Monday, May 13, 2013

Why I Write

“If you do not breathe through writing, if you do not cry out in writing, then don’t write, because our culture has no use for it.” –Anais Nin

“Writer’s often write their best when they are feeling their worst.” –Susan Cheever

It has been mentioned to me, tenderly, and with much love behind the concern, that my writing may be a little too, well, frank, leaving readers to perhaps worry about my well-being. Let me say, I am beyond blessed to have so many people in my life who care about me, and want me to be “happy.” But as the wise Kahil Gibran once said, “The deeper that sorrow carves into your being, the more joy you can contain.” I am, like any other, at times full of joy, and at others melancholy. This is the gift of life. No need for concern. In fact, it is the person who cannot embrace their sorrow, who keeps it locked away, stored in places only to manifest as life threatening diseases, who warrant concern. I am an artist, I will always dance on the edge of extremes. I will always love deeper, and cry harder. I will always show the world my highs and lows. This is who I am.
Secondly, I would like to talk about why I write. When I was in the first stages of sobriety, I consumed recovery memoirs. These courageous writers who told the world their story (Susan Cheever and Caroline Knapp, to name a few) saved my life. Through hearing of another’s pain, through their story, I was not left alone to navigate the rough seas of early recovery on my own. I am sure when they published their memoirs there were a lot of people who were concerned about them, about what other people would think, about being so…honest, but they did it anyway because they knew their story needed to be heard by people like me.
I write not only to purge, to be set free, in a way only the truth can do, but to heal myself and others. Sure, it would be easier to leave my darkest essays for only the inside of my journal to see, but then who would I help? Me? Potentially, but in this life, I am not out to help only myself, anymore. I am here for a greater purpose, and if I can help another through my writing, if I can provoke a thought, or cause another soul to question their choices, or to hear my voice and want to change, then I have not risked looking foolish, or “unhappy,” for nothing. Of course, I am still searching, aren’t we all? And if not, then why.

I love you all from the bottom of my heart. How blessed I am!

Friday, April 26, 2013

To Thine Own Self be True

When I received my coin for ninety-days sober, some ten years ago, it read, “To thine own self be true.” I remember holding the gold, or some rendition of, coin in my trembling hand, and reading the quote as tears streamed down my cheeks. Looking back, I’m still not sure why I was so moved by this quote. Perhaps it was because I knew I had been fooling myself for a decade, pretending to be someone I wasn’t, longing to be more than I was. Perhaps I knew, to resounding relief, the gig was up.  I could, alas, be who I truly was. But who was I?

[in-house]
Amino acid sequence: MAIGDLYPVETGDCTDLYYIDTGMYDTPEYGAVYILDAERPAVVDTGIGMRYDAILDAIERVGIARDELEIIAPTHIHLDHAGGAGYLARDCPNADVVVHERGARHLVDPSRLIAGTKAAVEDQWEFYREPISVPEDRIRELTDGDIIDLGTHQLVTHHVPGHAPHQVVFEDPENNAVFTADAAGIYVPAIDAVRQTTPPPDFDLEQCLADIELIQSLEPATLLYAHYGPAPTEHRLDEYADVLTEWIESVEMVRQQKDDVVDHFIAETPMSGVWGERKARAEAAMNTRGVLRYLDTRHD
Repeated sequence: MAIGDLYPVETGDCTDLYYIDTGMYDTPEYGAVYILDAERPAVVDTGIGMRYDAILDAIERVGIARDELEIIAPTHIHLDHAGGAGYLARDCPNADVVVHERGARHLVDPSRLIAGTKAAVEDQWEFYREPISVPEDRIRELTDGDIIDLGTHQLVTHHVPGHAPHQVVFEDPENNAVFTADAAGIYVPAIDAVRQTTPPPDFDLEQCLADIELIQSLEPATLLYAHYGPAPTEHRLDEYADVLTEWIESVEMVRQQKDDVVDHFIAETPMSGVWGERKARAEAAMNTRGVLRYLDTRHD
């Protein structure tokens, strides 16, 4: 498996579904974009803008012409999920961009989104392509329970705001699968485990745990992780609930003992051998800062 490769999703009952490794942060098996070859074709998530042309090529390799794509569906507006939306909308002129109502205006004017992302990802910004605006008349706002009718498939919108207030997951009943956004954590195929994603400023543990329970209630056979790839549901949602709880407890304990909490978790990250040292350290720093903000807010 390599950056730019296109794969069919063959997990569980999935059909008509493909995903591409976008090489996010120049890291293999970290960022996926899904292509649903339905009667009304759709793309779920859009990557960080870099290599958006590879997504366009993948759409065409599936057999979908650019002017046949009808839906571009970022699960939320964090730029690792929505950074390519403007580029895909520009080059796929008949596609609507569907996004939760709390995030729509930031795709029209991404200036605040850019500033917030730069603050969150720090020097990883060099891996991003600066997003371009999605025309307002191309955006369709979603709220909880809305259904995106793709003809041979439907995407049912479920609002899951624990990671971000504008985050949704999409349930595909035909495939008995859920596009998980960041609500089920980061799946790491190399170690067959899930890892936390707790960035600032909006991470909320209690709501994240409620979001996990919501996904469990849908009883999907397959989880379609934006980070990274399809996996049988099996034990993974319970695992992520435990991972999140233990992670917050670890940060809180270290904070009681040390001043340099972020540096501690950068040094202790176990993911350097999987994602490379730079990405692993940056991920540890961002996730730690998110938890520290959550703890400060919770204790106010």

A decade later, close to ten years of sobriety under my belt, with seismic life alterations, I am still wondering who that “self” really is. I remember when I first started out in AA, I would hear people talk about doing the “work.” Meaning, the real work did not lie in the removal of alcohol, the real work was fixing what was broken on the inside. I remember thinking, I get it, or I’m fixing it, I pray, I’m nicer, I don’t lie anymore, blah, blah, blah, and my life DID get better simply by removing the alcohol, but I didn’t really change all that much. Because here I am dry a decade and longing for something more. In AA, we call it the God shaped hole. It’s that intangible emptiness every alcoholic feels and habitually tries to fill with booze, ironically booze made me feel closer to myself, or at least, free to be myself without inhibition. So, I got married, had children, poured them into my God shaped hole, but my dear friends in AA were right, again, only God, or as a reflection of God, our true self, can fill that whole. So here I am back to square one. Who is this true “self?”

Here’s where this famous quote can be misconstrued. Coming from years of false bravado, I am one to be heard saying, that’s just me, that’s who I am, I am stubborn, or I love to travel, or I’m a grouchy morning person. I wear my identity like a badge. I was running the other day and heard the song, “It’s Time,” by Imagine Dragons and found myself singing out loud the line, I’m never changing who I am. I felt this sense of pride, but then immediately laughed at myself knowing, after years of this behavior, that this was a juvenile approach to life.